Editor’s Note: Jeremy Seymour, originally from Louisville, Georgia, has lived in Greenville, South Carolina for the last 20 years. Just completing his ninth season as a Mossy Oak pro, he's a competitive shooter and hunter for PSE archery, works fulltime for the Greenville Fire Department and is a part-time bow technician and archery instructor at Saluda River Archery in Piedmont, South Carolina. During deer season, Seymour prefers to wear Mossy Oak Break-Up Infinity, since he hunts in shadows and shade, and in turkey season, he likes Mossy Oak Obsession.
I'm often asked, “If you arrow a deer in really-hot weather (90 to over 100 degrees), how do you follow the blood trail through thick foliage?” This is a really good question. As I’ve mentioned earlier, I’ll often be hunting over a persimmon tree or muscadine vines out in a pine plantation. Not only does the deer’s blood dry quickly in the hot weather, but it often falls through the pine needles. When you arrow a nice velvet-antlered buck, you have a real conflict, because you want to give the deer a chance to lie down after the shot. However, you also hope to recover the deer quickly before the blood trail dries up. Then you can field dress the deer and get the meat out of the woods quickly and into a cooler or an ice chest.
When the blood starts drying up, it’s not as shiny or as easy to see. For this reason, you need to watch the direction the deer runs after the shot and need to have a good knowledge of the place you’re hunting. When injured, deer usually will go back toward their bedding areas or to water. So, if you know where the deer are bedding, and you know where the closest water is located, even if you lose the blood trail, you have a pretty good idea where you need to look to find your deer.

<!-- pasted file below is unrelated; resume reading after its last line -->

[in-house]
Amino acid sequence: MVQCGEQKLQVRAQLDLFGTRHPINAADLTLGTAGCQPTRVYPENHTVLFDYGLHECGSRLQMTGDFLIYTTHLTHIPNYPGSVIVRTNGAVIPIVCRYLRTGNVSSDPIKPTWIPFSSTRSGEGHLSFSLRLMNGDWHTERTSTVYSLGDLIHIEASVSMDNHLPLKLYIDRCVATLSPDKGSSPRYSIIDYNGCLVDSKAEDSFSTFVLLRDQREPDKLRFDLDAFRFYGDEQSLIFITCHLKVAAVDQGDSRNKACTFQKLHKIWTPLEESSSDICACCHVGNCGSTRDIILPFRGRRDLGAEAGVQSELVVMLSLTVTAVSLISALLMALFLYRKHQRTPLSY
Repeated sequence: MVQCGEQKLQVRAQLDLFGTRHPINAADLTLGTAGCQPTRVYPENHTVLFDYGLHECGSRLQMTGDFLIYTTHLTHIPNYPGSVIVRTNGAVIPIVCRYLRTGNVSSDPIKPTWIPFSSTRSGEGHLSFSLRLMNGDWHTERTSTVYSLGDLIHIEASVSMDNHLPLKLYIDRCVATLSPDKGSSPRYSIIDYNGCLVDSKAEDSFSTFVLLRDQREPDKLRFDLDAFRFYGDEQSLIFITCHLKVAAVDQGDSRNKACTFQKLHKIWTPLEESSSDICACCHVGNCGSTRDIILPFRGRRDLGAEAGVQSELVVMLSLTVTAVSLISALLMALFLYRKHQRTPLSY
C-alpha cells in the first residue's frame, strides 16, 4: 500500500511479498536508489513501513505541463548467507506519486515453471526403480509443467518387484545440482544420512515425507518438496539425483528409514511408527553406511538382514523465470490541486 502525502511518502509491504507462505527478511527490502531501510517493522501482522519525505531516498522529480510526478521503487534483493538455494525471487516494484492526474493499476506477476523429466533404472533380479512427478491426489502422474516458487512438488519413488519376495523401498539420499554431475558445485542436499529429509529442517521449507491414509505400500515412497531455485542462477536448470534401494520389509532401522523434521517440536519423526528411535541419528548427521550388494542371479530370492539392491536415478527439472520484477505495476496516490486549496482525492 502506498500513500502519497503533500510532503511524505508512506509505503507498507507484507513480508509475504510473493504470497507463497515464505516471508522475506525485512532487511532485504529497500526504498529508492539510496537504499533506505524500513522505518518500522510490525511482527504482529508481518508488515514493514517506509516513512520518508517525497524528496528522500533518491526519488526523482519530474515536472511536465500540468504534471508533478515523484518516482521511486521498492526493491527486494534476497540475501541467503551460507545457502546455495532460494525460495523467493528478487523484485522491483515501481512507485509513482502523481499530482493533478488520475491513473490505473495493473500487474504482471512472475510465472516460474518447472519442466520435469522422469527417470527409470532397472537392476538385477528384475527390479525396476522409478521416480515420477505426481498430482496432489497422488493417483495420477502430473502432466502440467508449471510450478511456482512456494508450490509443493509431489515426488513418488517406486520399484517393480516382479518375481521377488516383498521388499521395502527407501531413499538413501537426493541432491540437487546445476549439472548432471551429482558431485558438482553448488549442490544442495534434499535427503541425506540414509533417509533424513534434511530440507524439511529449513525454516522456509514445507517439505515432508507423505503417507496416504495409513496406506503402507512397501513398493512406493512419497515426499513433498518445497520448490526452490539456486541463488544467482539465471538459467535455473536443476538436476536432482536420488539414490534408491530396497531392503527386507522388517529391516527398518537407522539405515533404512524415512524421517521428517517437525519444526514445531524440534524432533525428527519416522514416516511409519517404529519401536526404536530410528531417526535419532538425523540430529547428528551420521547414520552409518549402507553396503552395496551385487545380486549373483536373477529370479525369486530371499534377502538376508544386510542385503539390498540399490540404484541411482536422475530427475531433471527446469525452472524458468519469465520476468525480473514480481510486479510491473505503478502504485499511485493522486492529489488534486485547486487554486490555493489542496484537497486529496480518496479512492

If I'm having trouble blood trailing a deer, I have a dog that I use to help me find the wounded deer. I believe that a good blood trailing dog is an asset to a deer hunter, especially when the weather is hot, and your deer moves into thick cover. I have two different dogs I use to blood trail. One is a black-and-tan coon hound with a really-good nose that loves to work a blood trail. I believe the Good Lord built the hound with hunting in mind. Most hounds have big floppy ears. I believe those ears are not only for hearing, but I think they help channel the scent of the game to the nose of the hound. Before I got my black and tan, I had a redbone hound. He was a really good dog, but I lost him to cancer. I also have a beagle hound that blood trails. I’ve found these dogs to be very dependable for finding arrowed deer in hot weather. They’ve taught me a lot too about how to locate wounded deer.
One time, I followed a blood trail down on my hands and knees. When I couldn’t find any more blood, I went back to the house and got my dog. I put the dog on the blood trail. When he reached the point where I’d lost the blood trail, he went in a totally-different direction. At first the dog’s leaving the blood trail irritated me, because I thought I knew which way the deer went, but the dog actually smelled the trail. Once I followed the dog, I saw that where the blood stopped, the deer had made a 90-degree turn and run in a semicircle. The dog found the deer. I'm at the point now that I don’t even question the dog. I’ve had other times where the blood’s run out, and the deer’s again turned 90 degrees. The dog before has found that deer dropped not 30 yards from where I had shot, however, he may have run 80 yards in a semicircle to get back to that spot. Sometimes, when the blood runs out, I think the dog can smell the deer where the deer is on the ground. Instead of following the trail, they go straight to the deer. I really believe that good blood trailing dogs can save a lot of deer that hunters otherwise may lose.
For more information on early-season deer hunting in South Carolina, go to www.dnr.sc.gov.